Despite the fearsome reputation of pike and their set of razor sharp teeth, they are surprisingly delicate. The Environment Agency and Pike Anglers Club of Great Britain (PAC) today urge anglers who catch one to treat it with the utmost care to ensure that when it is returned to the water, it can continue to thrive.
Work carried out by Environment Agency fisheries experts, together with the angling community, has identified that pike care, welfare and good fishing practices are vital to protect and increase numbers in the Norfolk and Suffolk Broads, which are world-renowned for excellent pike fishing.
With the popularity of pike fishing rising, the influx of more pike anglers to the Broads brings a boost to the local economy in the winter season. However, both experienced and inexperienced anglers can unwittingly cause problems for pike stocks and the wider environment.
Steve Lane, Fisheries Technical Specialist at the Environment Agency, said:
Broadland pike fishing is incredibly important to many anglers and is a significant asset for the local economy. We are working in partnership with the pike angling community to assess stocks and take measures to protect and improve pike angling. Pike are fragile and anglers need to fish for and treat pike with the utmost care and respect now to ensure they can grow on to become the 20 and 30 pound fish we all hope to catch tomorrow.
One way anglers can help protect pike stocks is to adhere to the byelaw to never leave baited rods unattended.
John Currie, General Secretary of the Pike Anglers Club of Great Britain (PAC) and Chairman of the BASG Pike SubGroup said:
If a pike takes a bait and the angler does not react quickly enough, or a boat cuts through the lines, this can result in deep hooked fish which will often die. PAC therefore welcomes the efforts of our local EA fisheries officers to enforce the relevant fisheries byelaws, educate anglers and protect pike fishing.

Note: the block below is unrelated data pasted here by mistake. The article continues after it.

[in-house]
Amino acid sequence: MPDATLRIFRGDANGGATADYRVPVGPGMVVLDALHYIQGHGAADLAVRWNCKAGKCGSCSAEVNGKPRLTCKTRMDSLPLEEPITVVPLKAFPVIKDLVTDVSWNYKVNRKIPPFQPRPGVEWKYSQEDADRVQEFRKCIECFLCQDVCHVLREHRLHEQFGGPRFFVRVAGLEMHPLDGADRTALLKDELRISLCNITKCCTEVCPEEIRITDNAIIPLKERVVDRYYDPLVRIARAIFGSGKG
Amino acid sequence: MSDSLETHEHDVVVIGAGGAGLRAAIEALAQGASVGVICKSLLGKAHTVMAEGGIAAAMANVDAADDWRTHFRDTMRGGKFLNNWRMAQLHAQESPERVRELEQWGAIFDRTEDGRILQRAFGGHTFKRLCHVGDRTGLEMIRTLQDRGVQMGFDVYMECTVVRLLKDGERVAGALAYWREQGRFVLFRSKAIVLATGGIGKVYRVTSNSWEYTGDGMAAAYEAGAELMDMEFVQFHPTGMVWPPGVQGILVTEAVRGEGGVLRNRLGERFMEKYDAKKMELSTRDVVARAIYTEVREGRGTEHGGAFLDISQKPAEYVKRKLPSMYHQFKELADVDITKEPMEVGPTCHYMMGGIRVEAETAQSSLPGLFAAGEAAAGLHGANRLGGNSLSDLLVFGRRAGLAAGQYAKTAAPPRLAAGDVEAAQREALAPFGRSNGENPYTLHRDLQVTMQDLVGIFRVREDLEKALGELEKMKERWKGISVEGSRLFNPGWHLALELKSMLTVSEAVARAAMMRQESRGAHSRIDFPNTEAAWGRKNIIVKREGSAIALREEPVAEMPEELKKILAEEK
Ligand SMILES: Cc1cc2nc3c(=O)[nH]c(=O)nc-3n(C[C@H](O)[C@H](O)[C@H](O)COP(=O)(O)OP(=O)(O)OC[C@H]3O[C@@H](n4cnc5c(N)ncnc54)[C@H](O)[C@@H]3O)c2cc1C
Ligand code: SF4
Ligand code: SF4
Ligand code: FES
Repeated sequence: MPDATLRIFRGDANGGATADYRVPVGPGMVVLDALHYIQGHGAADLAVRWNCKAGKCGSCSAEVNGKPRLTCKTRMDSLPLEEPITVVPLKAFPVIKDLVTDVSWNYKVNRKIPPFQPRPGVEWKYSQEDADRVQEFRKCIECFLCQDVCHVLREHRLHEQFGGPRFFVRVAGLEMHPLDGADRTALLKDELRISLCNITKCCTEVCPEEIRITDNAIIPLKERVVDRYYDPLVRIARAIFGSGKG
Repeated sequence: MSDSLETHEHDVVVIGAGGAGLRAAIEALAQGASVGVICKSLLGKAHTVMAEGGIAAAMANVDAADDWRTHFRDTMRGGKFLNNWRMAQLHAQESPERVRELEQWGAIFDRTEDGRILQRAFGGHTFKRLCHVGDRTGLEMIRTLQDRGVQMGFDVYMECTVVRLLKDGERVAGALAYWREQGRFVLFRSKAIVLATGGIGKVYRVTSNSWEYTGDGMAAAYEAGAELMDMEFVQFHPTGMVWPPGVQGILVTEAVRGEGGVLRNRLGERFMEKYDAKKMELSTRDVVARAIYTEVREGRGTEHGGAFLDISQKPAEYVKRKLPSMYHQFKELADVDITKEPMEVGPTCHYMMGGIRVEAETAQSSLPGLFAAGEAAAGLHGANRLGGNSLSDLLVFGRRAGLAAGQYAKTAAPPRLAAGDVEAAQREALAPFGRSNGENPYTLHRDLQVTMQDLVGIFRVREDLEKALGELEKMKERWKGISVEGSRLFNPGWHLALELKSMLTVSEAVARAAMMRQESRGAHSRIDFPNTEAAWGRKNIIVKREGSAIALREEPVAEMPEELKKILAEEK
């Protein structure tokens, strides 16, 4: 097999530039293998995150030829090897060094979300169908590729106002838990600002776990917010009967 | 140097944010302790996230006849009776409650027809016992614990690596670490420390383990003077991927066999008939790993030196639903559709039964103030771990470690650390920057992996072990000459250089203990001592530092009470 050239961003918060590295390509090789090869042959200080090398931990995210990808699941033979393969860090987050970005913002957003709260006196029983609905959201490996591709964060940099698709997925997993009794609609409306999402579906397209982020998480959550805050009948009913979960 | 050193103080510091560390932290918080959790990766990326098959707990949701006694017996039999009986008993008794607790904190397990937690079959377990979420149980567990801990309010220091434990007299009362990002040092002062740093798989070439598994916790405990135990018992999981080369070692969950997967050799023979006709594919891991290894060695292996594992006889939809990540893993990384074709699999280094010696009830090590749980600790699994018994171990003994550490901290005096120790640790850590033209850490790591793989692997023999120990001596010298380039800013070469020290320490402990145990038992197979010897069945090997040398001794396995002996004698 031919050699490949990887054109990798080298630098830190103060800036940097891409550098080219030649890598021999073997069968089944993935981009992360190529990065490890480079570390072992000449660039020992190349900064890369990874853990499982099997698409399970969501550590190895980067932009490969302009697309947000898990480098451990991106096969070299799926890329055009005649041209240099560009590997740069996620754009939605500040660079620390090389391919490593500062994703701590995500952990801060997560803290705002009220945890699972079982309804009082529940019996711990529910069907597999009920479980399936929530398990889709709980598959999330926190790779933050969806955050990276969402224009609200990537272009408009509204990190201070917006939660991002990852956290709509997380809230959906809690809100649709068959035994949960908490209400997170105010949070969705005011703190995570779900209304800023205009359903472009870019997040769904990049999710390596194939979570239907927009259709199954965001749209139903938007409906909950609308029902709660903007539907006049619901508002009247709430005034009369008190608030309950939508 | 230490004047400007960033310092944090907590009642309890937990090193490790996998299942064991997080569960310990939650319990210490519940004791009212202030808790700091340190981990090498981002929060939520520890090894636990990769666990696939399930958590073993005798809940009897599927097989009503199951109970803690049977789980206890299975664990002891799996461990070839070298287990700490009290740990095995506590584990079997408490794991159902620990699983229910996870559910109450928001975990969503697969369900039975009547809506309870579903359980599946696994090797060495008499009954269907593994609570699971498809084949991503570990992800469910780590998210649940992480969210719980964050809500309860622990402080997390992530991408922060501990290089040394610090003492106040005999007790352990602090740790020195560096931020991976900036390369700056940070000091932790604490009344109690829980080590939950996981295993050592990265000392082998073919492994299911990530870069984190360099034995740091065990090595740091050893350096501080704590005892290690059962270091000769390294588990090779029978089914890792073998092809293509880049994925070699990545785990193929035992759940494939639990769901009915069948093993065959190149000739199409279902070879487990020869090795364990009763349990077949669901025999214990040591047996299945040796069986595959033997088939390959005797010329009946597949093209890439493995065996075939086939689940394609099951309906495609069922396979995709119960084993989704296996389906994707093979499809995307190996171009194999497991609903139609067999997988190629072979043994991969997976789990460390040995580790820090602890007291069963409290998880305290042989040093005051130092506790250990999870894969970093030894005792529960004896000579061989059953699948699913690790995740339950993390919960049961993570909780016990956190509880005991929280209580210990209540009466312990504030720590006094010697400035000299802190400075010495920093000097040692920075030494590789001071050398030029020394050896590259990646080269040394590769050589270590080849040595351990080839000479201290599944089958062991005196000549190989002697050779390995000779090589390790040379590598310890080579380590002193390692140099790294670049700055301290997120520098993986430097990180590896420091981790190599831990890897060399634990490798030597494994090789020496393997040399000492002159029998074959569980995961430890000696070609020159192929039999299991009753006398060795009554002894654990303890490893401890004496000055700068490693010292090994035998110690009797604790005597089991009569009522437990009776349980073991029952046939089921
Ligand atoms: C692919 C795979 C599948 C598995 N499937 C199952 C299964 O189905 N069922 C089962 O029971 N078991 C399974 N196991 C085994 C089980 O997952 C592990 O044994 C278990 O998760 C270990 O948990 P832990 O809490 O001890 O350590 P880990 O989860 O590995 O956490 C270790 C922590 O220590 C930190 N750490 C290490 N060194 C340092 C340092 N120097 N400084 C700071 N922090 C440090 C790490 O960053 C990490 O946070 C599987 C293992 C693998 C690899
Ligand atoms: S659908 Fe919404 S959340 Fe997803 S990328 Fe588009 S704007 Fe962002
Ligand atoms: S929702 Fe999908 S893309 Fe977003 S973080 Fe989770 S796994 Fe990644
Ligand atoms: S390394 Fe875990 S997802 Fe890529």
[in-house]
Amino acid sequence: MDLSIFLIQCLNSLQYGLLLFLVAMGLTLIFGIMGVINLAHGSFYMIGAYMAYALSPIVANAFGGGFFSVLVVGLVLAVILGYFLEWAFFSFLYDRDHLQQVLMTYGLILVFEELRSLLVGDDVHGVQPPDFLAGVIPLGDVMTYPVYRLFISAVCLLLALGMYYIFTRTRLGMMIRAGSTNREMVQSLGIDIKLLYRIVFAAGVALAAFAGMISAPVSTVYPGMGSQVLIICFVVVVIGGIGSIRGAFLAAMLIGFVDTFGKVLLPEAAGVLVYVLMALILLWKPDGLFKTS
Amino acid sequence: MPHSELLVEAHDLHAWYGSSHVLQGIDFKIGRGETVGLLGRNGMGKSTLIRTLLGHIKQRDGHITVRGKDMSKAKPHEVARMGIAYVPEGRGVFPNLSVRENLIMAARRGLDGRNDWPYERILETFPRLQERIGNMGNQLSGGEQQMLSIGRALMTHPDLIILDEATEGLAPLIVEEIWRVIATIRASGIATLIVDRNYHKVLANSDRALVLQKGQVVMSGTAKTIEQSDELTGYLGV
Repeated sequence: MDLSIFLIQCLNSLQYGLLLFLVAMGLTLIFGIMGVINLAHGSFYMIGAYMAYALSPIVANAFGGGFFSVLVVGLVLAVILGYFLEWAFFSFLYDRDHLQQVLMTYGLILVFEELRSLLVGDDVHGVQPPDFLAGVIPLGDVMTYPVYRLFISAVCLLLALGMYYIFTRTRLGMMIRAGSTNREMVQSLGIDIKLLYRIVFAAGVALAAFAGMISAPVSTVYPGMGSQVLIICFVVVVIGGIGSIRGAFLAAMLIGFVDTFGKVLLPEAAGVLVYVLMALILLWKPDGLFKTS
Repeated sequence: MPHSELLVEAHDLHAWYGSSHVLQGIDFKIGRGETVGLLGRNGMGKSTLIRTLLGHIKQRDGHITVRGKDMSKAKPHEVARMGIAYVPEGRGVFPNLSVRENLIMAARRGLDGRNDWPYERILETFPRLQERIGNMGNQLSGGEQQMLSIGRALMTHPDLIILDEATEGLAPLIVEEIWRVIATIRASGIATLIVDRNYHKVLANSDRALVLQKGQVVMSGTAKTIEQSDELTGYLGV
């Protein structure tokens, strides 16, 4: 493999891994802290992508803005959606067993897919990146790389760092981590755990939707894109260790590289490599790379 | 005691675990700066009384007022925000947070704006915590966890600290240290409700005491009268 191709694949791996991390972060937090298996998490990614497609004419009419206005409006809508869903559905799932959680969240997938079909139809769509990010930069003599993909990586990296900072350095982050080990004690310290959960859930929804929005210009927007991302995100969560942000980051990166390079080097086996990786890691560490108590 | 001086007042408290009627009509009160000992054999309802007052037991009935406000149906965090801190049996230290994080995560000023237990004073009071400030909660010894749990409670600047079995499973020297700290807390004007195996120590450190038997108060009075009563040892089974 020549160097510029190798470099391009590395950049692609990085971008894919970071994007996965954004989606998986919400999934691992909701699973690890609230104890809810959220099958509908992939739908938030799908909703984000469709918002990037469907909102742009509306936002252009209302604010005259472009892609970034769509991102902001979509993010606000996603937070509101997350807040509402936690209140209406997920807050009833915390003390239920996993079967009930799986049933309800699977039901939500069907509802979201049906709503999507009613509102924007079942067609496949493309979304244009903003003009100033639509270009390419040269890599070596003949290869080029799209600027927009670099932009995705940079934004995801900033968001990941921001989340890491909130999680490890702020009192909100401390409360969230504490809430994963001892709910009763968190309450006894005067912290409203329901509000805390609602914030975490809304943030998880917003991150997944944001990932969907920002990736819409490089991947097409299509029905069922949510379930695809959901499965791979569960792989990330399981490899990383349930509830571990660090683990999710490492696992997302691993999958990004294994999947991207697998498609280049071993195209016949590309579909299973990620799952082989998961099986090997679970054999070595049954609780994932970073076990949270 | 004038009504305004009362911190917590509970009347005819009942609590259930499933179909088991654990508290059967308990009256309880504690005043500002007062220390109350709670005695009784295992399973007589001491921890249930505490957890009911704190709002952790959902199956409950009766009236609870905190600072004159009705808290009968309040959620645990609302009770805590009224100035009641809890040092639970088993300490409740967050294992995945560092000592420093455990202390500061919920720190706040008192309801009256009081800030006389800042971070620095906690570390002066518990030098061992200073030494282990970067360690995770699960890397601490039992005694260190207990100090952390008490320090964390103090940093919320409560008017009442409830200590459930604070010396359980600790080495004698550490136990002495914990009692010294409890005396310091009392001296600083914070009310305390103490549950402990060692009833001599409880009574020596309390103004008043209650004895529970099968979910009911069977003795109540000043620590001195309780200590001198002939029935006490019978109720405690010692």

We can all help to protect pike stocks by fishing with care, using appropriate bite indication and safe rigs. Landing nets, padded unhooking mats and tools are all essential to ensure the safe return of the fish we are privileged to catch.
Apart from fishing, pike in the Broads can face many natural pressures, such as salt water travelling too far up rivers during stormy weather, toxic algal blooms and predators.
To help protect pike stocks, Environment Agency Fisheries Enforcement Officers are playing an important role this winter, looking out for unattended rods and other poor practice, which is often illegal.
Enforcement Team Leader Lesley Robertson said:
Our fisheries enforcement officers will be clamping down hard on unacceptable angling practices such as leaving baited rods unattended. We will not hesitate to take enforcement action where anglers are found to be flouting the rules and putting fish stocks at risk.
Anyone seeing illegal angling activity should report it to the Environment Agency Hotline number 0800 807060.
Anglers new to fishing pike in the Broads can contact the Pike Anglers Club of Great Britain for further information and tuition www.pacgb.co.uk.
Anglers can also find more pike fishing guidance and an informative free video on Broads Pike fishing on the Broads Angling Strategy Group website www.basgonline.org.